A preliminary conceptual study has been made of the Modulator Stellarator Reactor (MSR) as a stedy-state, ignited, DT-fueled, magnetic fusion reactor. The MSR concept combines the physics of classic stellarator confinement with an innovative, modular-coil design. Parametric tradeoff calculations are described, leading to the selection of an interim design point for a 4.8-GWt plant based on Alcator transport scaling and an average beta value of 0.04 in an l = 2 system with a plasma aspect ratio of 11. Neither an economic analysis nor a detailed conceptual engineering design is presented here, as the primary intent of this scoping study is the elucidation of key physics tradeoffs, constraints, and uncertainties for the ultimate power-reactor embodiment

  17. Onion-peeling inversion of stellarator images

    Science.gov (United States)

    Hammond, K. C.; Diaz-Pacheco, R. R.; Kornbluth, Y.; Volpe, F. A.; Wei, Y.

    2016-11-01

    An onion-peeling technique is developed for inferring the emissivity profile of a stellarator plasma from a two-dimensional image acquired through a CCD or CMOS camera. Each pixel in the image is treated as an integral of emission along a particular line-of-sight. Additionally, the flux surfaces in the plasma are partitioned into discrete layers, each of which is assumed to have uniform emissivity. If the topology of the flux surfaces is known, this construction permits the development of a system of linear equations that can be solved for the emissivity of each layer. We present initial results of this method applied to wide-angle visible images of the Columbia Neutral Torus (CNT) stellarator plasma.

  18. Diffuse Stellar Substructure in Virgo Ellipticals

    Science.gov (United States)

    Mihos, Chris; Janowiecki, S.; Harding, P.; Feldmeier, J.; Rudick, C.; Morrison, H.

    2010-01-01

    As part of our deep wide-field imaging survey of the Virgo Cluster, we have studied in detail the extended stellar halos of the five bright Virgo ellipticals M49, M87, M86, M84, and M89. We examine substructure in these halos by fitting and subtracting elliptical isophotal models out to large radius and low surface brightness (r>100 kpc and muV 28). After subtraction of these isophotal models, these elliptical galaxies show a variety of diffuse structures, from extended stellar streams to complex systems of shells and loops. These features give insight into the accretion history of these galaxies and their dynamical history in the Virgo Cluster. This work has been supported by the National Science Foundation.

  19. 78 FR 19413 - Listing of Color Additives Exempt From Certification; Reactive Blue 246 and Reactive Blue 247...

    Science.gov (United States)

    2013-04-01

    ... the dockets to read background documents or objections received, go to http://www.regulations.gov and insert the docket numbers, found in brackets in the heading of this document, into the ``Search'' box and... petitioner. This study demonstrated that there was no detectable migration of C.I. Reactive Blue 246 at the...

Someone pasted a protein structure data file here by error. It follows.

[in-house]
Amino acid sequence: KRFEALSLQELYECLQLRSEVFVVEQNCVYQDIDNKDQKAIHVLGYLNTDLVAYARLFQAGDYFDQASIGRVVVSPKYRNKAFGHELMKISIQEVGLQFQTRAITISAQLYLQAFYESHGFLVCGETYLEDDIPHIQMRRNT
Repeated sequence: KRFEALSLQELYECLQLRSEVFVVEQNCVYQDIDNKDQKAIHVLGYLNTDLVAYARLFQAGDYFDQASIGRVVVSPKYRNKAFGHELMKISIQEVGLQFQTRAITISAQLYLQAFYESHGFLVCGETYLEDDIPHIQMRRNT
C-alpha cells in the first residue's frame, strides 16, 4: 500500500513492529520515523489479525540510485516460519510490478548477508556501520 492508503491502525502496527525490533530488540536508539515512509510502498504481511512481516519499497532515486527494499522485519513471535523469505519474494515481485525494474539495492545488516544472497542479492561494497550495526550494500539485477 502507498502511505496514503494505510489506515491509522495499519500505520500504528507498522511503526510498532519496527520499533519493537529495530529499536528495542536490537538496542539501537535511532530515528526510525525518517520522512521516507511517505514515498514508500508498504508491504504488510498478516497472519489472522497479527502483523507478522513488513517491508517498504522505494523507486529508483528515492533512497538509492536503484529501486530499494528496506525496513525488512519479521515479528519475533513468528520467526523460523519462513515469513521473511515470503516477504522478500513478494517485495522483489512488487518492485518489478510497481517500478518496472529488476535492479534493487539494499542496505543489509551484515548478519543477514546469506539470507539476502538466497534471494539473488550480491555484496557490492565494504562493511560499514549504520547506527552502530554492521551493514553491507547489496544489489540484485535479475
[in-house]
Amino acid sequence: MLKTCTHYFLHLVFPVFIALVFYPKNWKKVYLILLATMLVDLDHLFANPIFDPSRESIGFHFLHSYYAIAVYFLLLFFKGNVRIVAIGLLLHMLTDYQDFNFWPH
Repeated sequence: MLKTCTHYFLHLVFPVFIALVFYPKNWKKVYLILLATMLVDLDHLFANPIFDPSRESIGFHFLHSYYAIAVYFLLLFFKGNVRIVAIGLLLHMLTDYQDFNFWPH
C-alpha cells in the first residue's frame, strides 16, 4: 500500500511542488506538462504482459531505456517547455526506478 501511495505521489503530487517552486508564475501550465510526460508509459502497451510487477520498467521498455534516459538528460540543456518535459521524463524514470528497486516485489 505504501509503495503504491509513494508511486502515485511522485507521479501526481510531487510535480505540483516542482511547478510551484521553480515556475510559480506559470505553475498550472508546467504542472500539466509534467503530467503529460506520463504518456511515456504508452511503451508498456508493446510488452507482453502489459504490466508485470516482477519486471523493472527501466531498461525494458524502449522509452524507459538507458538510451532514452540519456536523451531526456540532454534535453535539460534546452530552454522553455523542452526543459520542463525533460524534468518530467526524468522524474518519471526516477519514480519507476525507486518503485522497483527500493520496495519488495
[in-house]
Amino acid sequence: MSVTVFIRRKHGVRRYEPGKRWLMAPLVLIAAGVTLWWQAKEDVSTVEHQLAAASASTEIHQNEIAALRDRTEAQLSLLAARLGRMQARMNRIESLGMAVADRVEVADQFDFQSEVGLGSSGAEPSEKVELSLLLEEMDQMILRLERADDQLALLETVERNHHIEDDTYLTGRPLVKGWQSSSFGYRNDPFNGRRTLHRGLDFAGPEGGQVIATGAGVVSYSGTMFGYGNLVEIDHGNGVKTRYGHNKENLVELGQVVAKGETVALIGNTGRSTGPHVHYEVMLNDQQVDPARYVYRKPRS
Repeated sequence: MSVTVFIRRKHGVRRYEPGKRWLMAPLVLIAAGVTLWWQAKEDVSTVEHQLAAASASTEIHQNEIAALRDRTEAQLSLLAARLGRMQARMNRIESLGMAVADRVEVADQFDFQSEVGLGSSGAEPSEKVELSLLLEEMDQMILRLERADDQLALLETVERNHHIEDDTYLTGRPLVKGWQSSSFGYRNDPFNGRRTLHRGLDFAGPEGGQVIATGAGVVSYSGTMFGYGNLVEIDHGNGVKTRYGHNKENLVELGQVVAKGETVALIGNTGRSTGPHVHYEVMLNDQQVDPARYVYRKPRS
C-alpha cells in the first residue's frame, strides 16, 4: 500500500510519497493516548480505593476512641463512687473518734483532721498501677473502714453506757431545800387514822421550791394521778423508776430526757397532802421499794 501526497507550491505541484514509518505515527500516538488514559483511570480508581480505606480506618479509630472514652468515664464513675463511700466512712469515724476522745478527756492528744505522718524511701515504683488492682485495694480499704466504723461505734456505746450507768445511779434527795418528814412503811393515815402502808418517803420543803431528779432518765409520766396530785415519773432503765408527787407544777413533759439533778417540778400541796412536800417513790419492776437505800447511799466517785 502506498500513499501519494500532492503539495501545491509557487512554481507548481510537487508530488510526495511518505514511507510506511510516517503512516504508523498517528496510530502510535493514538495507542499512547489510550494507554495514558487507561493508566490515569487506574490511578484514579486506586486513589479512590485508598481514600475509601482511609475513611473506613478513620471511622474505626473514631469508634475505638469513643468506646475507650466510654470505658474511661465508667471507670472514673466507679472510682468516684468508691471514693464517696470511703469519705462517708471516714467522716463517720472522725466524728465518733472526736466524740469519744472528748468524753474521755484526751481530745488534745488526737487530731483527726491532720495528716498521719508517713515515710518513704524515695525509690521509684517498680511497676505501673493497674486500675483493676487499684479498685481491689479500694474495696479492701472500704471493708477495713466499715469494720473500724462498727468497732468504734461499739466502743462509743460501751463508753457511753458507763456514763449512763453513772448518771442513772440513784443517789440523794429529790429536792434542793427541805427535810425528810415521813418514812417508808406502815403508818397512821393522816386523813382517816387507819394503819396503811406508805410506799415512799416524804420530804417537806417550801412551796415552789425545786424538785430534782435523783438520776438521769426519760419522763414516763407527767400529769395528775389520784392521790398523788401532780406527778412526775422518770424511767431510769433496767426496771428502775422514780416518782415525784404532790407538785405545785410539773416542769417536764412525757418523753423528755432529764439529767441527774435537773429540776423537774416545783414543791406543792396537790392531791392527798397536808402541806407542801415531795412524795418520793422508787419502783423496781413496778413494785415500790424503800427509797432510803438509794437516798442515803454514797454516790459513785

20. A comprehensive comparison between APOGEE and LAMOST: Radial velocities and atmosphere stellar parameters

    Science.gov (United States)

    Anguiano, Borja; APOGEE team

    2018-01-01

    The Apache Point Observatory Galaxy Evolution Experiment (APOGEE) is a high-resolution (R ˜ 22,500), high-signal-to-noise ratio spectroscopy survey. The latest data release, APOGEE DR14, comprises spectra for 263,444 stars, together with main stellar parameters and individual abundances up to 20 species. The Large sky Area Multi-Object Spectroscopic Telescope (LAMOST) is a low- resolution (R ˜ 1800) optical spectroscopy survey. LAMOST DR3 totally published 3,177,995 stars in this catalog. APOGEE-N and LAMOST are both Northern hemisphere spectroscopy stellar surveys. Using a comparison of positions on the celestial sphere, we find a total of 42,420 stars in common between APOGEE DR14 and LAMOST DR3. The histogram of discrepancies between APOGEE and LAMOST radial velocities (RVs) shows a clear offset of 4.5 ± 5.8 km/s. We find no clear systematic trends between the RVs discrepancies and the stellar parameters, there is a weak trend where the amplitude is just 1 km/s appears as a function of . For the stellar parameters, we observe a small offset in the surface temperature of about 13 K, with a scatter of 155 K. We also observe a small offset in [Fe/H] of about 0.06 dex together with a scatter of 0.13 dex. We notice that the largest offset between both surveys occurs in the surface gravities, where a deviation of 0.14 dex is observed with a substantial scatter of 0.25 dex. The Kiel diagram from APOGEE DR14 and LAMOST DR3 stellar parameters, color-coded by [Fe/H] and overplotted with 5 Gyr isochrones at three different metallicities shows a generally good agreement between the theoretical stellar tracks and the data-sets from both surveys.